It was 8am on a bank holiday Monday morning that I was watching the IT news feeds and started seeing mentions of Stream Computing coming to the fore. Being a bank holiday, I though yes very good – cloud computing, waterfall methods, scrum practices (they all sound like creative labels) so let’s present “stream” as the next paradigm and make sure we milk it and talk about the Motorway Computing multi-lane collaborative approach as soon as possible right?
But of course it’s no joke or silly label. In fact, ZDNet.co.uk reported on this topic as recently as this time last month and it is very real. The technology proposition here is that spiraling amounts of unstructured data such as emails, blogs, video, voice and other web generated content requires a huge amount of processing. Breaking off chunks of this data to process in batches (in the traditional way) produces a sort of staccato set of results that do not lend themselves well to real time processing scenarios such as financial market analysis, healthcare systems or weather monitoring.
This development is actually IBM’s baby and has, according to the New York Times, apparently been over half a decade in the making. Big Blue’s product based on this approach is called System S and it will no doubt go down a storm with particle physicists everywhere. Just a few days away from the company’s Rational Software Development Conference (which I will sadly miss this year due to travel restrictions) you might have thought they would have saved this news up for June – but it does in fact tie nicely in with IBM’s Smarter Planet campaign, so I guess they couldn’t wait.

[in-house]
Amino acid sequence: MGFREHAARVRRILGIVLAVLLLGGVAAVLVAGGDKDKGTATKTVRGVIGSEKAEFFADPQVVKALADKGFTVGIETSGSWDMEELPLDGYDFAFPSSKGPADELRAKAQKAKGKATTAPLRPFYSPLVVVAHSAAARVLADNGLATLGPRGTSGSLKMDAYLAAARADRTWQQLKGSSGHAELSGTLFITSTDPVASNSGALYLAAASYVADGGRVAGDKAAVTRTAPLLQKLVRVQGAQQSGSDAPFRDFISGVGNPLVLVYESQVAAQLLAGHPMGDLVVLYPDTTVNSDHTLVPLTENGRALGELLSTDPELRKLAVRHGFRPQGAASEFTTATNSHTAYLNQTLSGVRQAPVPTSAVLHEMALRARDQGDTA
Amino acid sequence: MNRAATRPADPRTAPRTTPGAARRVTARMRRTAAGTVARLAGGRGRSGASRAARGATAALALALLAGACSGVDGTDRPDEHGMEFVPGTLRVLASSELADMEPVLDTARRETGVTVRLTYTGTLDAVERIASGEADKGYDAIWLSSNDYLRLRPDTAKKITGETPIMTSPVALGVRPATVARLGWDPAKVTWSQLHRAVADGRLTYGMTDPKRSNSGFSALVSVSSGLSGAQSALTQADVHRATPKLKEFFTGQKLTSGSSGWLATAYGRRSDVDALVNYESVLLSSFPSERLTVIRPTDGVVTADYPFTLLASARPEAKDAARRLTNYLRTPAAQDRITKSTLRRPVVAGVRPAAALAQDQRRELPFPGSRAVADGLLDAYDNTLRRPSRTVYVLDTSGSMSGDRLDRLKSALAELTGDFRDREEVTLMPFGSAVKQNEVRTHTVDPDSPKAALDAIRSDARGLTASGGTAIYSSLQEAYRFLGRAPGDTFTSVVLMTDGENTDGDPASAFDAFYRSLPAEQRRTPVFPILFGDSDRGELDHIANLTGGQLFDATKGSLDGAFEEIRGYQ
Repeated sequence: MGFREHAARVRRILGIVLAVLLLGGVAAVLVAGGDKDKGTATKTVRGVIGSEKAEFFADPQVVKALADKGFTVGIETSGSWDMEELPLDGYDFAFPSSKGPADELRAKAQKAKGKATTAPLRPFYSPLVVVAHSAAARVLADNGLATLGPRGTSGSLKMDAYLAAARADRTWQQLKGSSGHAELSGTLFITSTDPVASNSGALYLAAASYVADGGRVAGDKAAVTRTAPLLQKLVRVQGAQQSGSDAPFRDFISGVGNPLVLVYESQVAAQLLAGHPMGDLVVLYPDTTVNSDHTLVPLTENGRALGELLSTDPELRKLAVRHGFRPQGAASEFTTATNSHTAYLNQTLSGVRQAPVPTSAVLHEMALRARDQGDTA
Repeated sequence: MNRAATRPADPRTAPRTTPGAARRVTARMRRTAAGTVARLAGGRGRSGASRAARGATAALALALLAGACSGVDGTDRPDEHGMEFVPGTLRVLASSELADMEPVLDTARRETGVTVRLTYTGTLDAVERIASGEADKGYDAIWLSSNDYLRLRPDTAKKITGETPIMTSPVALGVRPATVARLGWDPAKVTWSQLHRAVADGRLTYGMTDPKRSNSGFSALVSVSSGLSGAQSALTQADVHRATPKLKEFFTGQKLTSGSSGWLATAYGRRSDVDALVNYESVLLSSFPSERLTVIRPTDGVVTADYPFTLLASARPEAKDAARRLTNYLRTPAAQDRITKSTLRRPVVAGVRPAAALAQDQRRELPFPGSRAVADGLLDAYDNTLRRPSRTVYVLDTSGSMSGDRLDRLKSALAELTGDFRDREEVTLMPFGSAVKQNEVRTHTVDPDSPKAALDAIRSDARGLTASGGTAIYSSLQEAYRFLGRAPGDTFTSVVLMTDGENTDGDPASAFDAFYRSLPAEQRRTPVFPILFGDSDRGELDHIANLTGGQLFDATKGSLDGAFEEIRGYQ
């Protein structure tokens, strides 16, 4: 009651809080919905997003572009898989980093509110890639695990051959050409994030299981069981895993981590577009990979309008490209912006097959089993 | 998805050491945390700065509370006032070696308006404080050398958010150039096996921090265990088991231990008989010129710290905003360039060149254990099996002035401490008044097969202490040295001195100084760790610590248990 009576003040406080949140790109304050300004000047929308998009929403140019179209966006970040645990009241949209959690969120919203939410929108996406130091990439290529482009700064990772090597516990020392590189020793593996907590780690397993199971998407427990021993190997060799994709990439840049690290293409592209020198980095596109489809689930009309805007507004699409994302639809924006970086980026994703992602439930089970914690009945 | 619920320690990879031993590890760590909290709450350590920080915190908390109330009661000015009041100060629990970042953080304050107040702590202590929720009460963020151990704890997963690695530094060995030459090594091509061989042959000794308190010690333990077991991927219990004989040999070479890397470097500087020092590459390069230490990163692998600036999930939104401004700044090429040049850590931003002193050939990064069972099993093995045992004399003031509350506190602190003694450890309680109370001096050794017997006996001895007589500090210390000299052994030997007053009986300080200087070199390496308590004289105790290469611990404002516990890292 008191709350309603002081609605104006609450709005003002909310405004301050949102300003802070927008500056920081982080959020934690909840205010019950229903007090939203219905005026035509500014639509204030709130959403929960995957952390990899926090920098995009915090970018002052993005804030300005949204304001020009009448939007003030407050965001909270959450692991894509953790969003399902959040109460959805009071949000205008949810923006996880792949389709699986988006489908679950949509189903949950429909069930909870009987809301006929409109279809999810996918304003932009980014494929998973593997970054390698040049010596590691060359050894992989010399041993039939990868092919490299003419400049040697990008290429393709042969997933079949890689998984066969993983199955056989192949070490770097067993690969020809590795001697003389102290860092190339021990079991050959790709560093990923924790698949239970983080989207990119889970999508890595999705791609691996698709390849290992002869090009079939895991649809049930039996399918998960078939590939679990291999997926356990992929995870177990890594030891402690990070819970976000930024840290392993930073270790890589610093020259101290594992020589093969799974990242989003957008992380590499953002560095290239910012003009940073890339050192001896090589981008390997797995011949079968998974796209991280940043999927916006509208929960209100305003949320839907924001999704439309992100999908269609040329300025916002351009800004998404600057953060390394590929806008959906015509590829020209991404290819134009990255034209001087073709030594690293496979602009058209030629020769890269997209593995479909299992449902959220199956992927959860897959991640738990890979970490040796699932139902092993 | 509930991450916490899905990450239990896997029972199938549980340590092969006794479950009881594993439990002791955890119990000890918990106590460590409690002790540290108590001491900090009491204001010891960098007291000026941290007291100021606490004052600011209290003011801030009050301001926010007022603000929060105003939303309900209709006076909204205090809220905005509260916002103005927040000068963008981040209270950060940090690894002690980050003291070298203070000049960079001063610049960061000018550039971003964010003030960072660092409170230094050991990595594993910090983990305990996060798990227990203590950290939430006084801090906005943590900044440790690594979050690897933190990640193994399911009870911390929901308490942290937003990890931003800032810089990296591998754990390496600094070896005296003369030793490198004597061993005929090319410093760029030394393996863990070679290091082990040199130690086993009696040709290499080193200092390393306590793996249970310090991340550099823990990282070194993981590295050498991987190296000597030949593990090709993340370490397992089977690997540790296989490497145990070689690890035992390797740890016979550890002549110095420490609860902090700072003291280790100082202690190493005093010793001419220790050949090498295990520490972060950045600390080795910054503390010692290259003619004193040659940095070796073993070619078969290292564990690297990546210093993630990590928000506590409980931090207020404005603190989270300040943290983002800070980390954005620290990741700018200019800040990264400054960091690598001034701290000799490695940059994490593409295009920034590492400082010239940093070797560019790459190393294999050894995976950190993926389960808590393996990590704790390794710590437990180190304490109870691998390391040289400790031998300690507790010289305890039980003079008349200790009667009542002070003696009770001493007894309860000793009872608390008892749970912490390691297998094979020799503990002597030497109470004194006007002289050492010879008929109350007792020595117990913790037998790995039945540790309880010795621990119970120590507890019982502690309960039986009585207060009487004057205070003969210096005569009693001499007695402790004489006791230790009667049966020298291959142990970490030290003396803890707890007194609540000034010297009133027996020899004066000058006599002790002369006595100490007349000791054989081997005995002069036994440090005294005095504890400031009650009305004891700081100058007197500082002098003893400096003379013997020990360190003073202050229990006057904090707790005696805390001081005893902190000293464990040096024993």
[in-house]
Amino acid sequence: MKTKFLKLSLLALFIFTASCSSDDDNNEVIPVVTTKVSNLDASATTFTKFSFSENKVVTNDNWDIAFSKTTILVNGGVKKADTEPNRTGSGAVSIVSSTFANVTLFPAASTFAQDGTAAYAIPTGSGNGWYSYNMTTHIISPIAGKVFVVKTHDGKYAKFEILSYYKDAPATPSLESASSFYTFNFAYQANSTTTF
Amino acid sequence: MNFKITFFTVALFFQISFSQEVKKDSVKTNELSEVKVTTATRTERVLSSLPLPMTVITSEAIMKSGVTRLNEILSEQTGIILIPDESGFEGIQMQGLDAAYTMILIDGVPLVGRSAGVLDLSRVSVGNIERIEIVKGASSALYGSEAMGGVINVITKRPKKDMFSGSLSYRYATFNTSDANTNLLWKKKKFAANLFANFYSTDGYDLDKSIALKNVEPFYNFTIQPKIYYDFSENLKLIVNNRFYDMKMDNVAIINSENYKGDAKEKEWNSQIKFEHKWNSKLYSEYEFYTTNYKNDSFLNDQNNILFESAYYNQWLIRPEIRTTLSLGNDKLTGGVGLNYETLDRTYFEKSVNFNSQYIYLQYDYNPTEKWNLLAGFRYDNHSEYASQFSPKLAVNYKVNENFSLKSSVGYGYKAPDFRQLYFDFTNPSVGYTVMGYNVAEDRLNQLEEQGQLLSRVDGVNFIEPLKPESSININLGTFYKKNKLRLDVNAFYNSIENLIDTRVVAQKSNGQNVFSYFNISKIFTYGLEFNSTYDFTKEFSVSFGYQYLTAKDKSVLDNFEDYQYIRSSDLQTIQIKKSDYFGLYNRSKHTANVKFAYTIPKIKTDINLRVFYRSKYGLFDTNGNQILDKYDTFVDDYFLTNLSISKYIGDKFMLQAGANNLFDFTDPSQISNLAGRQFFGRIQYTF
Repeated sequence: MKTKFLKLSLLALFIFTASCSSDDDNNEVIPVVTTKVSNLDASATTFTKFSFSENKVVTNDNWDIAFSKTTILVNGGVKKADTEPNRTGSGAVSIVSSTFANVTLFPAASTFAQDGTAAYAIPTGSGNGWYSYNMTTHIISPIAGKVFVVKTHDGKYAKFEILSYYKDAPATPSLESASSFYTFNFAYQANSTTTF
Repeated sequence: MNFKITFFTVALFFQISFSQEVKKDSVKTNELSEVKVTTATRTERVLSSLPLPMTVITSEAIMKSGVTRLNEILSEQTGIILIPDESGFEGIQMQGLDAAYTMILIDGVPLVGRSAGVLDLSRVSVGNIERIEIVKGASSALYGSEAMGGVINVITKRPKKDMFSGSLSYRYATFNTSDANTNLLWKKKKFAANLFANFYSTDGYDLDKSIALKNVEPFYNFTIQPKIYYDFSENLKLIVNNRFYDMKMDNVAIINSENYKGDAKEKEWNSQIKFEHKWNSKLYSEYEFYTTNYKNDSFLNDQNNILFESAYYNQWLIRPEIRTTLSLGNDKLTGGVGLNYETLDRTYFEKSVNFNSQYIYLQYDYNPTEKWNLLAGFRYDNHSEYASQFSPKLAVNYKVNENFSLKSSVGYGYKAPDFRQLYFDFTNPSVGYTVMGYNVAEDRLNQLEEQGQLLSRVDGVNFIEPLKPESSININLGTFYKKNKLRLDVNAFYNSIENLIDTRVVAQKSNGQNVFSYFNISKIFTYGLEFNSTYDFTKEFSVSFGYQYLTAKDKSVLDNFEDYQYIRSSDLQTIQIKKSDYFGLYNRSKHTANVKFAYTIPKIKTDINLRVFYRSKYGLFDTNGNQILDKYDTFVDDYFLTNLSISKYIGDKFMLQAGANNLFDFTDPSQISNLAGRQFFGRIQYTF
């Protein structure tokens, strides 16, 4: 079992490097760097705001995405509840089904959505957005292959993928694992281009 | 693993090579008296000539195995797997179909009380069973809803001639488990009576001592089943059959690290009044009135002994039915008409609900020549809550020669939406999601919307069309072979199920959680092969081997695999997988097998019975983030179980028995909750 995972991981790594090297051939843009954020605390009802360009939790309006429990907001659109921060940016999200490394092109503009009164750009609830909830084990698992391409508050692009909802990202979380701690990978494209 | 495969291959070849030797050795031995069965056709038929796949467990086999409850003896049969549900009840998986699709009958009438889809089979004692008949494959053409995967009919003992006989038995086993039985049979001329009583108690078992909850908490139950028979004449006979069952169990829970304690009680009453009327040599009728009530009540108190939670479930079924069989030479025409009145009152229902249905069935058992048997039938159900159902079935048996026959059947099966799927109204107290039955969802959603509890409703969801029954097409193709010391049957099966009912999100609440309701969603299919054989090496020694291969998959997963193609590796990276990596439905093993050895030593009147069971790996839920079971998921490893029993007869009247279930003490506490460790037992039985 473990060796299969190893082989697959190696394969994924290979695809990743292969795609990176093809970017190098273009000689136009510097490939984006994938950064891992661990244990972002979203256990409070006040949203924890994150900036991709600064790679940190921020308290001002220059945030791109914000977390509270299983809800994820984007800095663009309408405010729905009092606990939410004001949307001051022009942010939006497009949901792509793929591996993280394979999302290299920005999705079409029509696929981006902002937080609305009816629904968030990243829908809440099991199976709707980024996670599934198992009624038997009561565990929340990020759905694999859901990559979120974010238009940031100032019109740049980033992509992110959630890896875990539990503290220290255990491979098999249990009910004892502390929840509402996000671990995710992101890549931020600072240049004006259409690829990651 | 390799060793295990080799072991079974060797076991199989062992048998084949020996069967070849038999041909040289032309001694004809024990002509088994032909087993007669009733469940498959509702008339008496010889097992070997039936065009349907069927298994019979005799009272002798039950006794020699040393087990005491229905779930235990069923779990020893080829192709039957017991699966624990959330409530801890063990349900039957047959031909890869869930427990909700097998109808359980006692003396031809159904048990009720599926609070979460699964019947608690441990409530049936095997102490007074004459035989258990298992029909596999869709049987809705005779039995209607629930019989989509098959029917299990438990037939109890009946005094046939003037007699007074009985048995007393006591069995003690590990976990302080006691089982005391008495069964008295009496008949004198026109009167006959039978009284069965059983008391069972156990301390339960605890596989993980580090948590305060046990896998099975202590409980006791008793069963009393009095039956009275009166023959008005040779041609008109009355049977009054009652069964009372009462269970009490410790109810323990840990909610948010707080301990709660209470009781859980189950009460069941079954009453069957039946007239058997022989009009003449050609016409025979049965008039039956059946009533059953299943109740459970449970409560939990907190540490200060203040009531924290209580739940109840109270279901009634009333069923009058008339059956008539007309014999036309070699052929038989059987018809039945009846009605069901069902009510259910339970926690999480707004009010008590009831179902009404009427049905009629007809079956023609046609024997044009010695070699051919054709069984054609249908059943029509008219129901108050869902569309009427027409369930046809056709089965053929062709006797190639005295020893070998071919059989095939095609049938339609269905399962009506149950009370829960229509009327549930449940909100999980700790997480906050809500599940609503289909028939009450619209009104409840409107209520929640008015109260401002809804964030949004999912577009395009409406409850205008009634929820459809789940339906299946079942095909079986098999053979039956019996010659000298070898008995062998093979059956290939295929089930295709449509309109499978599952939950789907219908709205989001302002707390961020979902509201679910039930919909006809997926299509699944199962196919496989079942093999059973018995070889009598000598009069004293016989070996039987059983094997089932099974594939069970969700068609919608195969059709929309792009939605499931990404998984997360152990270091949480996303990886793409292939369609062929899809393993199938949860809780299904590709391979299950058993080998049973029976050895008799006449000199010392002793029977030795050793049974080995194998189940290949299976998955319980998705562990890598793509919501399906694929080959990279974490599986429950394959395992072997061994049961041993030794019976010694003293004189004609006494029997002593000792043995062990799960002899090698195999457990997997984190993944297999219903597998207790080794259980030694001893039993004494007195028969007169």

Streaming in processing terms is not a new concept and even stream computing itself is a term that IBM has been using since June 2007. Added to that fact, ATI Technologies (before it became the AMD Graphics Product Group) has also been working in the high-performance, low-latency CPUs space on similar projects for some time now. That said, this may be the point at which the previously somewhat familiar term gets a little more commercially branded and driven by the corporate IBM publicity machine. There’s an IBM white paper here in PDF form if you need some bedtime reading on this topic. Beware the cheesy corporate spin though, the first sub head in this paper reads, “Harvesting pearls from the torrents” – you get my drift right? No pun intended.
Anyway, back to my Motorway Computing concept. This model sees software application development teams take a three or four lane approach to module construction. While the core foundational structure is kept in the leftmost “slow” lane, certain agile performance streams may “overtake” and accelerate in faster moving lanes. Reverse to right lane format for USA and our European continental cousins. Bug tracking is sidelined to the “hard shoulder” breakdown zone and periodic rest stops, or “service areas”, are intermittently placed for version control management. Project goal destination tracking is constantly monitored using a navigation box, which “speaks” instructions to team members in their podules throughout release iterations. Finally, nightly builds are completed with the team safely offline in the “motel zone”, where they can bond, recuperate and refuel for another days coding. It’s sure to work, just avoid the roadworks delays – that would be the customers of course.